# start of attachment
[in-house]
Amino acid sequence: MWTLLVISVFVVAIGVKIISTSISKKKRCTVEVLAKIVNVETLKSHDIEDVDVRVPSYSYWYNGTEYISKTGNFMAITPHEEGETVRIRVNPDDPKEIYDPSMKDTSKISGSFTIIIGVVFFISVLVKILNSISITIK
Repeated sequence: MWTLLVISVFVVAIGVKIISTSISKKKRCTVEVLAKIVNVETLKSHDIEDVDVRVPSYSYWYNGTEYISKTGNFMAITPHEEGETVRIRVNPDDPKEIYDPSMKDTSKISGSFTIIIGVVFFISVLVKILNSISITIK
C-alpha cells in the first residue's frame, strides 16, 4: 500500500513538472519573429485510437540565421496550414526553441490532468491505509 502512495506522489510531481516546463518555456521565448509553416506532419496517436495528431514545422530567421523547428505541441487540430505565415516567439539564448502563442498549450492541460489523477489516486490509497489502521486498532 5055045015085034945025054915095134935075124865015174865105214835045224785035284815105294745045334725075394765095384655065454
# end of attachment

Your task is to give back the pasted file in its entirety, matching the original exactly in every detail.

[in-house]
Amino acid sequence: MWTLLVISVFVVAIGVKIISTSISKKKRCTVEVLAKIVNVETLKSHDIEDVDVRVPSYSYWYNGTEYISKTGNFMAITPHEEGETVRIRVNPDDPKEIYDPSMKDTSKISGSFTIIIGVVFFISVLVKILNSISITIK
Repeated sequence: MWTLLVISVFVVAIGVKIISTSISKKKRCTVEVLAKIVNVETLKSHDIEDVDVRVPSYSYWYNGTEYISKTGNFMAITPHEEGETVRIRVNPDDPKEIYDPSMKDTSKISGSFTIIIGVVFFISVLVKILNSISITIK
C-alpha cells in the first residue's frame, strides 16, 4: 500500500513538472519573429485510437540565421496550414526553441490532468491505509 502512495506522489510531481516546463518555456521565448509553416506532419496517436495528431514545422530567421523547428505541441487540430505565415516567439539564448502563442498549450492541460489523477489516486490509497489502521486498532 5055045015085034945025054915095134935075124865015174865105214835045224785035284815105294745045334725075394765095384655065454